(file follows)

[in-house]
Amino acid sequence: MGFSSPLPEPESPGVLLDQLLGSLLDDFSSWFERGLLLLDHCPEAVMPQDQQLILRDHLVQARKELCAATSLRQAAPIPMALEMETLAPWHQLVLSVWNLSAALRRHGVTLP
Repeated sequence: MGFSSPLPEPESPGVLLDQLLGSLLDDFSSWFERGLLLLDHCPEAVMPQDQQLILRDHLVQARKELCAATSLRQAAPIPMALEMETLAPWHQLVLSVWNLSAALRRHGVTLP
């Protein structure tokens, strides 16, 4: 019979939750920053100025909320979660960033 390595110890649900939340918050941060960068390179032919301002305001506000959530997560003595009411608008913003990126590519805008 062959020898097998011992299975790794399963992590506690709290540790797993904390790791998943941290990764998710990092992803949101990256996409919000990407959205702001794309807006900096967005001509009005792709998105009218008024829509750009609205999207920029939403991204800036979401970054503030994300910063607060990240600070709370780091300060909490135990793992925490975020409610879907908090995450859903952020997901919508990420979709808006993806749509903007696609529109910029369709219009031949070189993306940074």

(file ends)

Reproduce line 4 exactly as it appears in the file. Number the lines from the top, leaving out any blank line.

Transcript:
């Protein structure tokens, strides 16, 4: 019979939750920053100025909320979660960033 390595110890649900939340918050941060960068390179032919301002305001506000959530997560003595009411608008913003990126590519805008 062959020898097998011992299975790794399963992590506690709290540790797993904390790791998943941290990764998710990092992803949101990256996409919000990407959205702001794309807006900096967005001509009005792709998105009218008024829509750009609205999207920029939403991204800036979401970054503030994300910063607060990240600070709370780091300060909490135990793992925490975020409610879907908090995450859903952020997901919508990420979709808006993806749509903007696609529109910029369709219009031949070189993306940074």